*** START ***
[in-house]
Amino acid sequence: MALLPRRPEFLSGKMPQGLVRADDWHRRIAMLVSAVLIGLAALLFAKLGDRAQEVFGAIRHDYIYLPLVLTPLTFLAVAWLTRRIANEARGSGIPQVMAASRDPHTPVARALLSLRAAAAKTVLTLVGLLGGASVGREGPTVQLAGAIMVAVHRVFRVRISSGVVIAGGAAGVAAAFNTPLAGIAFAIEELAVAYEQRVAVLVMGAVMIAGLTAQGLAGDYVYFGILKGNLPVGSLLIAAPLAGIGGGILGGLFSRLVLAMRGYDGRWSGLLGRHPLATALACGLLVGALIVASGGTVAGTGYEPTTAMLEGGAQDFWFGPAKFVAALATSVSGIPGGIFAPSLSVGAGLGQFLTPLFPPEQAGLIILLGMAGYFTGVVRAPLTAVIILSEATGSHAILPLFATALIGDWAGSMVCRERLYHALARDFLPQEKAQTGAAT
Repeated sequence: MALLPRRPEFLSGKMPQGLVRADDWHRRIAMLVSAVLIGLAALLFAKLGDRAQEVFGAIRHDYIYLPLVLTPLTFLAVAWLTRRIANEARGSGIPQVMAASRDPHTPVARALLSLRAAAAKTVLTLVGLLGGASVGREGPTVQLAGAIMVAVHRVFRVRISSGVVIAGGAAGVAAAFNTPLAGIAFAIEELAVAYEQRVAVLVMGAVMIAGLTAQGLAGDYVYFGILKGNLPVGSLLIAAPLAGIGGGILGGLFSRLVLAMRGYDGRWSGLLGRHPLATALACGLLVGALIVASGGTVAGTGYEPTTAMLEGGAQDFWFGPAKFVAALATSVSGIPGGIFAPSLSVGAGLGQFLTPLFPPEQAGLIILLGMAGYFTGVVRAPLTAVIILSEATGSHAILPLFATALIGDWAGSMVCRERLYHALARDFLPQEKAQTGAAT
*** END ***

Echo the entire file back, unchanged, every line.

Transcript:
[in-house]
Amino acid sequence: MALLPRRPEFLSGKMPQGLVRADDWHRRIAMLVSAVLIGLAALLFAKLGDRAQEVFGAIRHDYIYLPLVLTPLTFLAVAWLTRRIANEARGSGIPQVMAASRDPHTPVARALLSLRAAAAKTVLTLVGLLGGASVGREGPTVQLAGAIMVAVHRVFRVRISSGVVIAGGAAGVAAAFNTPLAGIAFAIEELAVAYEQRVAVLVMGAVMIAGLTAQGLAGDYVYFGILKGNLPVGSLLIAAPLAGIGGGILGGLFSRLVLAMRGYDGRWSGLLGRHPLATALACGLLVGALIVASGGTVAGTGYEPTTAMLEGGAQDFWFGPAKFVAALATSVSGIPGGIFAPSLSVGAGLGQFLTPLFPPEQAGLIILLGMAGYFTGVVRAPLTAVIILSEATGSHAILPLFATALIGDWAGSMVCRERLYHALARDFLPQEKAQTGAAT
Repeated sequence: MALLPRRPEFLSGKMPQGLVRADDWHRRIAMLVSAVLIGLAALLFAKLGDRAQEVFGAIRHDYIYLPLVLTPLTFLAVAWLTRRIANEARGSGIPQVMAASRDPHTPVARALLSLRAAAAKTVLTLVGLLGGASVGREGPTVQLAGAIMVAVHRVFRVRISSGVVIAGGAAGVAAAFNTPLAGIAFAIEELAVAYEQRVAVLVMGAVMIAGLTAQGLAGDYVYFGILKGNLPVGSLLIAAPLAGIGGGILGGLFSRLVLAMRGYDGRWSGLLGRHPLATALACGLLVGALIVASGGTVAGTGYEPTTAMLEGGAQDFWFGPAKFVAALATSVSGIPGGIFAPSLSVGAGLGQFLTPLFPPEQAGLIILLGMAGYFTGVVRAPLTAVIILSEATGSHAILPLFATALIGDWAGSMVCRERLYHALARDFLPQEKAQTGAAT